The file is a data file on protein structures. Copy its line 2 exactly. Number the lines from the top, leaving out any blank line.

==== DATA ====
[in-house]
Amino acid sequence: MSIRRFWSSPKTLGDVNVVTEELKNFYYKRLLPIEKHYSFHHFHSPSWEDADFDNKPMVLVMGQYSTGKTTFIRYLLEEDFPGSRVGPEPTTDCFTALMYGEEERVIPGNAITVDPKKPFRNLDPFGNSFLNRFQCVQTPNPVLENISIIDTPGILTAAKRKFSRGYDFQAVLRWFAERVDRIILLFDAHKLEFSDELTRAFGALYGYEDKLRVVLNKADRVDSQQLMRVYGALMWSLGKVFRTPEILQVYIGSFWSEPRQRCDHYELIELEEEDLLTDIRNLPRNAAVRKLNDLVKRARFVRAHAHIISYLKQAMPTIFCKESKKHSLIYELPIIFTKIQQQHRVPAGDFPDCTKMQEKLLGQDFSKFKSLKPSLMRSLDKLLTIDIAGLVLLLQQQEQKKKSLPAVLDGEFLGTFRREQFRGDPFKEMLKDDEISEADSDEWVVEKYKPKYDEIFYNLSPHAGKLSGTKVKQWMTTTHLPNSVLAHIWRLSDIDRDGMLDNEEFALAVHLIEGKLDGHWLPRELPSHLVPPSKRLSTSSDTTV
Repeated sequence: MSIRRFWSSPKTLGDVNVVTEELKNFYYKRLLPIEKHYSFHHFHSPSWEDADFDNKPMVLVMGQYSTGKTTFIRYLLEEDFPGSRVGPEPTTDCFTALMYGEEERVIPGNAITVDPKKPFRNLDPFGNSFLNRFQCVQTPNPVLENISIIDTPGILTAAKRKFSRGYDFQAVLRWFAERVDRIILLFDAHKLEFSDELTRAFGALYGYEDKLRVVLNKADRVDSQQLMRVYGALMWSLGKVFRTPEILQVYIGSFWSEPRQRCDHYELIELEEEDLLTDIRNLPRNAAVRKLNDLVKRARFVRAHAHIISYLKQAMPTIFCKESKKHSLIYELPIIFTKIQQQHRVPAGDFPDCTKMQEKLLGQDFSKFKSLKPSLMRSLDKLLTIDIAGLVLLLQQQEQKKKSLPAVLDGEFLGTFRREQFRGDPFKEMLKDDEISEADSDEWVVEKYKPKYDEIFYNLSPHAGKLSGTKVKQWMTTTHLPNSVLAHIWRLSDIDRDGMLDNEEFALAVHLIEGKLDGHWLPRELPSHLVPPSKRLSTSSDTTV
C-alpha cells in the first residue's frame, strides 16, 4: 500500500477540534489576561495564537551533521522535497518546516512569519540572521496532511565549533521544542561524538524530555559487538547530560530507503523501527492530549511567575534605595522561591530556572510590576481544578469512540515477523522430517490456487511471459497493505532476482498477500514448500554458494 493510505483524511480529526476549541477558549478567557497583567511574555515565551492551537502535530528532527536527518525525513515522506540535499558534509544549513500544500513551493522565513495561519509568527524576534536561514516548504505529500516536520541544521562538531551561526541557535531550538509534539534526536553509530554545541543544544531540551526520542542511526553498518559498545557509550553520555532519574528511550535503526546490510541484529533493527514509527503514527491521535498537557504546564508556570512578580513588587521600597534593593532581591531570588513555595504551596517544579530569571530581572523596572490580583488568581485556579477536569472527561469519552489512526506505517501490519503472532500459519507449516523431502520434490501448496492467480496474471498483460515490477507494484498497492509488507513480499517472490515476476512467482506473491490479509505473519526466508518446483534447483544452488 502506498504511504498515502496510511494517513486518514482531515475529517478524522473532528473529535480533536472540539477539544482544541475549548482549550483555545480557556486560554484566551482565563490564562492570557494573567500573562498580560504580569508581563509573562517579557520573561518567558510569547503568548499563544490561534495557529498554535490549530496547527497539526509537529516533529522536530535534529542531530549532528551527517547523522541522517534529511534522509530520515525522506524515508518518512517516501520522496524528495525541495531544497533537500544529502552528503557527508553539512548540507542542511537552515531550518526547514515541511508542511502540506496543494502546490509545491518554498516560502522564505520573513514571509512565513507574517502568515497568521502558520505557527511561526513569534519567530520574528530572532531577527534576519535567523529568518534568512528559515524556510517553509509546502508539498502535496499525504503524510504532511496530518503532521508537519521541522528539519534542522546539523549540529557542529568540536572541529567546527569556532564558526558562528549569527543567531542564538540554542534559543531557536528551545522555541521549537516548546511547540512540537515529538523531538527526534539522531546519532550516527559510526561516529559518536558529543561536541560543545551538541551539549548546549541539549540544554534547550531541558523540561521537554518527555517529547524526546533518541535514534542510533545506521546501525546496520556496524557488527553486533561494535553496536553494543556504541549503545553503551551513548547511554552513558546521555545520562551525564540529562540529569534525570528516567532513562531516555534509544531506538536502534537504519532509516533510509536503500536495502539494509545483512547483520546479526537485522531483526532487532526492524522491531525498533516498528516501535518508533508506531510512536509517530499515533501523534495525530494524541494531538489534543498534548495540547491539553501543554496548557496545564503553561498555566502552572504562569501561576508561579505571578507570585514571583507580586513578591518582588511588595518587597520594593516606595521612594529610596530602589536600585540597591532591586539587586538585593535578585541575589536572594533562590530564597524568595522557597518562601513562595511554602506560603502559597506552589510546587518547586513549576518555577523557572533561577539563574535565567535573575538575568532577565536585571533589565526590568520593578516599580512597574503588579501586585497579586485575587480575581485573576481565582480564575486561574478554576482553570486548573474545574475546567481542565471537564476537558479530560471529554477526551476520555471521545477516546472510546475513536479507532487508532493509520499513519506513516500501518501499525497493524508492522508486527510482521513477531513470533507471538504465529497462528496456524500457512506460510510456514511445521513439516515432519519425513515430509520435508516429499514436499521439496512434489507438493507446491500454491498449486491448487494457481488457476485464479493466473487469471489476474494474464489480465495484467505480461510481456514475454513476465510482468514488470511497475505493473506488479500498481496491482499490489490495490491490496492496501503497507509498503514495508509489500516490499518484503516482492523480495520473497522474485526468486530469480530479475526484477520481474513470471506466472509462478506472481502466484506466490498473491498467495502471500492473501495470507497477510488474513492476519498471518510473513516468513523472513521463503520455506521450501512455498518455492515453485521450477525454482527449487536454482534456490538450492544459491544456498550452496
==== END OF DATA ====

Amino acid sequence: MSIRRFWSSPKTLGDVNVVTEELKNFYYKRLLPIEKHYSFHHFHSPSWEDADFDNKPMVLVMGQYSTGKTTFIRYLLEEDFPGSRVGPEPTTDCFTALMYGEEERVIPGNAITVDPKKPFRNLDPFGNSFLNRFQCVQTPNPVLENISIIDTPGILTAAKRKFSRGYDFQAVLRWFAERVDRIILLFDAHKLEFSDELTRAFGALYGYEDKLRVVLNKADRVDSQQLMRVYGALMWSLGKVFRTPEILQVYIGSFWSEPRQRCDHYELIELEEEDLLTDIRNLPRNAAVRKLNDLVKRARFVRAHAHIISYLKQAMPTIFCKESKKHSLIYELPIIFTKIQQQHRVPAGDFPDCTKMQEKLLGQDFSKFKSLKPSLMRSLDKLLTIDIAGLVLLLQQQEQKKKSLPAVLDGEFLGTFRREQFRGDPFKEMLKDDEISEADSDEWVVEKYKPKYDEIFYNLSPHAGKLSGTKVKQWMTTTHLPNSVLAHIWRLSDIDRDGMLDNEEFALAVHLIEGKLDGHWLPRELPSHLVPPSKRLSTSSDTTV